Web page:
Then Moses and Aaron, Nadab, and Abihu, and seventy of the elders of Israel went up, and they saw the God of Israel. There was under his feet as it were a pavement of sapphire stone, like the very heaven for clearness. And he did not lay his hand on the chief men of the people of Israel; they beheld God, and ate and drank.
The Lord said to Moses, “Come up to me on the mountain and wait there, that I may give you the tablets of stone, with the law and the commandment, which I have written for their instruction.” (Exodus 24:8–12 ESV)
All the elements are present: the blood enacting a covenant of law; sandwiched between, in token fulfillment of God’s desire for man to fellowship with Him, Moses and 73 others ascend the mountain, behold God, and eat a meal. But God does not eat! Perhaps part of this can be attributed to making a clear break with polytheistic religions, where food was presented by worshippers to feed the gods. Not so, Yahweh. He does not need our sacrifice, nor can we feed Him. On the contrary, He feeds us.
Yet the deeper tale is one of God’s faithfulness to His own values. In the perfections of His love, He yearned for the fellowship of the garden, signified in the simple intimacy of sharing a meal together. At Sinai, He cannot yet partake, cannot truly fellowship as God, because the law is about to bring the entire nation under the ministry of death and condemnation. Furthermore, He cannot truly fellowship as man, either, because the mystery of the incarnation has not yet occurred. Messiah has not yet come. Instead, Yahweh waits, revealing Himself progressively, more and more, in covenant faithfulness, in patience and mercy, in patterns, shadows, and types, until everything culminates in the historical fact of God becoming man and establishing a new-covenant reality built upon true communion, not proxy interaction via the agency of external laws, rituals, and obligations. At long last, humans could be reborn, made new, forgiven, and filled with His Holy Spirit. In the upper room of Jerusalem, on the night he was betrayed, Jesus, the God-man, broke bread and poured wine, then ate and drank with His friends. Without wavering, for thousands of years, the heart of God has been set on this meal, this very night, the suffering, resurrection, and ascension. Ultimate fellowship will be restored, but first, for a few tender moments, both parties can finally enjoy one another’s presence, for God is literally present at the meal, and in the meal: Emanuel, God with Us.
Yes, Jesus has looked forward to this meal for a long, long time. It is no accident that Jesus draws the comparison using the language of Exodus 24:8, “the blood of the covenant.” The language indicates a peace offering (Leviticus 3:1–16). This “shelem” (related to “shalom,” i.e. peace, wholeness, well-being) was a voluntary sacrifice often used to express thanksgiving to God or to demonstrate the fulfilling of a vow. Such an offering was unique because part of it was sacrificed to God and part of the meat of the sacrifice was eaten by the one making the sacrifice. Thus, the peace offering also indicated a positive relationship and the joys of communion between God and the one(s) making the sacrifice. The peace offering is a clear demonstration of God’s desire to be in a covenant relationship with His people.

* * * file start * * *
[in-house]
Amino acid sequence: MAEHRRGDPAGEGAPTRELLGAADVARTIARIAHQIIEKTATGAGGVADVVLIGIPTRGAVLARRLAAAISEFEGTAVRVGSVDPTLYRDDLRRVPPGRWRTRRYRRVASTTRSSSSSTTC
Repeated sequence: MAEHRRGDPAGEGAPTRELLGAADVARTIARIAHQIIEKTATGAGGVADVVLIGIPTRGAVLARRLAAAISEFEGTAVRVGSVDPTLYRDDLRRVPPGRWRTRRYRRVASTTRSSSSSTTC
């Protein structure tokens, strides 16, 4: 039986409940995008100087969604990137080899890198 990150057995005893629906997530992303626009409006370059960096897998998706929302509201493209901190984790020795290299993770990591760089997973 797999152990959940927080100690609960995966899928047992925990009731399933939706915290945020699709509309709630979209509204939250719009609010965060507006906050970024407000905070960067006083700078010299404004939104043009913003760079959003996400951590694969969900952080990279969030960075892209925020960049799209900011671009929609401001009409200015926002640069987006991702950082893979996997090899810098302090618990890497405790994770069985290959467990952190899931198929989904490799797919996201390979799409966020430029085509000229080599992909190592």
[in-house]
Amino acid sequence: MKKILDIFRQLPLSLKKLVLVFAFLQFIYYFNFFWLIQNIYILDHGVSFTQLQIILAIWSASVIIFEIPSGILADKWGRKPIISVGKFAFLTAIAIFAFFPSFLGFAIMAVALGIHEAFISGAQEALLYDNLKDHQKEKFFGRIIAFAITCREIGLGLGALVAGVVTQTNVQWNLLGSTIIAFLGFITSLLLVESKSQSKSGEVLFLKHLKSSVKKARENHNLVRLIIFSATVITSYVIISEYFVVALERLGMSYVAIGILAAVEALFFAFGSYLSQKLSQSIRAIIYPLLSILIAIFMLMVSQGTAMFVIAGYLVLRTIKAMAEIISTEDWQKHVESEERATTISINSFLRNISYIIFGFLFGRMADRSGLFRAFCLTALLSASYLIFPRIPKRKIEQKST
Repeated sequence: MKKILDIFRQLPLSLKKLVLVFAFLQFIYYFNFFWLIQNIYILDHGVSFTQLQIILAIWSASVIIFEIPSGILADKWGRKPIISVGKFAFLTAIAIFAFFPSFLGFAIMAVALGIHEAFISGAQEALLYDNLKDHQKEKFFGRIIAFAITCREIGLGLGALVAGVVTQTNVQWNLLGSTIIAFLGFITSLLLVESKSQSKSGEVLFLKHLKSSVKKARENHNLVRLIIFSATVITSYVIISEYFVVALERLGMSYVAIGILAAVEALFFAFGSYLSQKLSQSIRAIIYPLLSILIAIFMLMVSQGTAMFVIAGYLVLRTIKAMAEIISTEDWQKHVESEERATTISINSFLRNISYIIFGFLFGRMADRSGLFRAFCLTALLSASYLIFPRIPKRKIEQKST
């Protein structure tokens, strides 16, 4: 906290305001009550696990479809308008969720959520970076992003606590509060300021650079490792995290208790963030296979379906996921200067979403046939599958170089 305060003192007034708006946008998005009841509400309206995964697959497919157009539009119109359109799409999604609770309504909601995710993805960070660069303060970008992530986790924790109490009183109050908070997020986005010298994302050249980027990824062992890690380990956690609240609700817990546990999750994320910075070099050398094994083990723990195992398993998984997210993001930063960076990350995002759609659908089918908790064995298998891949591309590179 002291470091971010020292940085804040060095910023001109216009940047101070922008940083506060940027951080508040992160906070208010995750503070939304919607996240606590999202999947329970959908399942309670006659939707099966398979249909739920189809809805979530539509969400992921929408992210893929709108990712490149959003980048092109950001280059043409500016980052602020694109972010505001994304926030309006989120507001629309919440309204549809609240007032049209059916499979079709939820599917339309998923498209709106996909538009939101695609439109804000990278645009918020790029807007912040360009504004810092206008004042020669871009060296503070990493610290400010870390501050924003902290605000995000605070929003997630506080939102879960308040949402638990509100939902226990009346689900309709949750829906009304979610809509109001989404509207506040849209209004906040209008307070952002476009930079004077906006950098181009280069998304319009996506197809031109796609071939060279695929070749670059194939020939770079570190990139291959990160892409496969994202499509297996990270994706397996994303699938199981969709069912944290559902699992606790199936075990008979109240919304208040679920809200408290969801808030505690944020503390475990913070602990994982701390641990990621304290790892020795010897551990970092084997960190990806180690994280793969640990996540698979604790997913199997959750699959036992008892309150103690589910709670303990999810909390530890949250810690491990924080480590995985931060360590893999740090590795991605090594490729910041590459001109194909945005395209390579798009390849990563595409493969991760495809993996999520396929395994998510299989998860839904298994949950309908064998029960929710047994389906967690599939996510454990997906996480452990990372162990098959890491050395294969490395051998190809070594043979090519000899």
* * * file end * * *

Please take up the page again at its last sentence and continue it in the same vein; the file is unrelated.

As such, if we are to truly understand what it means to enjoy fellowship and present our lives in unceasing devotion to the risen Christ, we must see that even as He first loved us, He was also the first to be unceasingly devoted to us. Our devotion flows from His. He has been committed to fellowship with us from time immemorial. We are caught up in His story, His longing, His fellowship. Out of that generosity, sovereignty, and goodness, we find ourselves dining with God.
Communion . . . what a feast! This month, focus on that: the privilege of feasting on God in unbroken fellowship through the new, better, eternal covenant of His broken body, shed blood, and resurrected glory. Let this strike you to your core. What He could not yet offer at Sinai, He now offers freely: the meal of life is Himself.
How does God’s unceasing devotion move your heart and how can you respond?
For more from Dean Briggs, we recommend “Incarnation as a Revelation of the Unfathomable Grandeur and Humility of God,” his message given at Forerunner Church. Watch it here >>
Dean is happily married to Jeanie, and the proud father of eight grown children. His books include Ekklesia Rising, Consumed, the visionary, two-part Partakers of the Divine, and the YA fantasy series, Legends of Karac Tor. He also co-authored The Jesus Fast with Lou Engle, now available in multiple languages. A former pastor and church planter, Dean is a consultant, dreamer, and Bible teacher. As part of the senior leadership of IHOPKC, he travels and speaks around the world. The Briggs live in the midwest.